have become more entrenched, especially in Baghdad neighborhoods where they are seen as providers of both security and basic social services.And the Busheviks are getting gloomy too, according to David Sanger, the well-connected NY Times reporter (but how I wish that the usual "anonymous sources" had the guts to stand up and be recognised):
The report described a rising tide of sectarian violence, fed in part by interference from neighboring Iran and Syria and driven by a "vocal minority" of religious extremists who oppose the idea of a democratic Iraq.
Death squads targeting mainly Iraqi civilians are a growing problem, heightening the risk of civil war, the report said.
"Death squads and terrorists are locked in mutually reinforcing cycles of sectarian strife," the report said, adding that the Sunni-led insurgency "remains potent and viable" even as it is overshadowed by the sect-on-sect killing.
"Conditions that could lead to civil war exist in Iraq, specifically in and around Baghdad, and concern about civil war within the Iraqi civilian population has increased in recent months," the report said. It is the latest in a series of quarterly reports required by Congress to assess economic, political and security progress.
“The problem with stressing the benefits of democracy is that they take a long time to mature, and it’s no sure bet that it will ever happen,” said a senior official who has participated in formation of the administration’s message since the war’s start. “The consequences of failure, though, are right in your face.”Which is exactly what he is doing - frantically hoping for a way out of the corner he has painted the world into.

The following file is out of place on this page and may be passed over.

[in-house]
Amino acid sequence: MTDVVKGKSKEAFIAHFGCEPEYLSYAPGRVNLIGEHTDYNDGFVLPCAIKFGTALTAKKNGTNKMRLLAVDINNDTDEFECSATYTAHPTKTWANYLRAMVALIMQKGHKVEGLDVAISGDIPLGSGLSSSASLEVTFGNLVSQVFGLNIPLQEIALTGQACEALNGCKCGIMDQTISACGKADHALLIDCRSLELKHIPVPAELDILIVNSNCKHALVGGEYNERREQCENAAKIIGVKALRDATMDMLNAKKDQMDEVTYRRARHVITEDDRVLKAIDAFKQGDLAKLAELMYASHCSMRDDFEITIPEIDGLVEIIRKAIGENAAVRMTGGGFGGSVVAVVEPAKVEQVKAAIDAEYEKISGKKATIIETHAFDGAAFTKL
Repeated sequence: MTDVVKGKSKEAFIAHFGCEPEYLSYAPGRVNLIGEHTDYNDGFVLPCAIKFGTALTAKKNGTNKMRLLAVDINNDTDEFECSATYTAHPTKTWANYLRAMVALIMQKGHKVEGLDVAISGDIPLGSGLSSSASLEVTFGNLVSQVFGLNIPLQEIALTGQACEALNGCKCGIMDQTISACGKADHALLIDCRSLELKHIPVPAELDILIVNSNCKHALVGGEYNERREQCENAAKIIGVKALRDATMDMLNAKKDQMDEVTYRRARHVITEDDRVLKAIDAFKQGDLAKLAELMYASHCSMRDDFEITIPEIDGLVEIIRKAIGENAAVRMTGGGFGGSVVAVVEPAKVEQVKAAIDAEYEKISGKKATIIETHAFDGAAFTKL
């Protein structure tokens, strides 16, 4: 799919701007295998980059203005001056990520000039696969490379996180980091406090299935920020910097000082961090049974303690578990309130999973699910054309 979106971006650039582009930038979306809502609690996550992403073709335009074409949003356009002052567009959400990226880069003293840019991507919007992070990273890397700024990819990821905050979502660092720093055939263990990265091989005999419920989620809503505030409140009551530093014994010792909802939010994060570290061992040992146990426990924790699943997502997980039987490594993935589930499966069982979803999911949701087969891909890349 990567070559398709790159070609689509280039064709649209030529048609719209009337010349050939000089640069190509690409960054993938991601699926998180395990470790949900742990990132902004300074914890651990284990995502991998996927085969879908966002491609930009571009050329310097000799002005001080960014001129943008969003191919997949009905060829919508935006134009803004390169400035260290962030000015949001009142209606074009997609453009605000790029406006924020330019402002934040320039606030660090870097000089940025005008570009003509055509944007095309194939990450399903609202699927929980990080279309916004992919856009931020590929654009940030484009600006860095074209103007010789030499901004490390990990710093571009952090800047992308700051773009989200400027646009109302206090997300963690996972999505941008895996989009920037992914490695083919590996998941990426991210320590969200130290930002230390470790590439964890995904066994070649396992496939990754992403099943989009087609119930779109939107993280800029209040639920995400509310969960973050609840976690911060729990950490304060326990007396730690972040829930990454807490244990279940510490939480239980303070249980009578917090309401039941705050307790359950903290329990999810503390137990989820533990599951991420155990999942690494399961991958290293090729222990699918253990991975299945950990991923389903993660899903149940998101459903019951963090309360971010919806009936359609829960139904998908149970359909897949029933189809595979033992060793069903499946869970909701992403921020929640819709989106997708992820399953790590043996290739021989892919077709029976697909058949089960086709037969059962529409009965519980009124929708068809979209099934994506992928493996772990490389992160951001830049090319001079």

No one has been more willing to set out the new domino theory than the administration’s chief hawk, Mr. Cheney. In private meetings with foreign visitors and members of Congress, according to several participants in those sessions, he raises the prospect that if America fails in Iraq, Saudi Arabia will be the next target and then maybe Pakistan — which, he notes, has a good-sized nuclear arsenal. No one would benefit more from an American withdrawal, he continues, than the Iranians.
For Mr. Cheney, this is a major rhetorical reversal. In the prelude to the war, he argued that ousting Saddam Hussein would usher in a new era of stability in the Middle East.
Missing from Mr. Bush’s latest speeches, at least so far, is detail about the progress of his previous plan, the “Strategy for Victory” of November, billed as the product of a review and rethinking of what had worked and what had failed.
One of its most notable features was Mr. Bush’s willingness to acknowledge past errors, from failing to anticipate the rise of the insurgency to focusing the early reconstruction effort on big infrastructure projects, which will take years to deliver benefits to the Iraqi people, if they are completed at all.
The Pentagon’s latest report to Congress about progress on that strategy painted a mixed but largely grim picture, especially about the rise of sectarian violence and the failed effort to create an effective Iraqi police force. So why not announce a new change of strategy? A senior official said this week that the president could only talk about a change of strategy so many times, without looking as if he is constantly casting about for solutions.
The Iraqi domino didn't need to be toppled in the first place - and once it had been it could have been stood up again by a policy that stressed hearts-and-minds rather than bombing every brown person into oblivion. Now it has fallen for good and the Busheviks who pushed it over can only hope that, like previous warnings over Vietnam which failed to materialize, the dominos will fail to fall when the final ignoble exit from Iraq comes around.
As long as the Bush administration and their think-tanks of provably-failed neocons are steering the effort, however, the dominos are almost certain to fall this time around. They simply don't have the imagination, guts or integrity to change strategies so completely and pursue a "progressive realist" course in other countries while withdrawing from Iraq in any way that makes sense. Afghanistan, where the war on terror was a good idea, has already fallen in its turn because it has been a victim of the same mismanagement as Iraq - all that remains is the admission of that fall.
Remarkably, Dick Cheney will go down in the history books as having been intimately involved in both of America's greatest military debacles - Vietnam and Iraq. Now that's a heck of a job, George!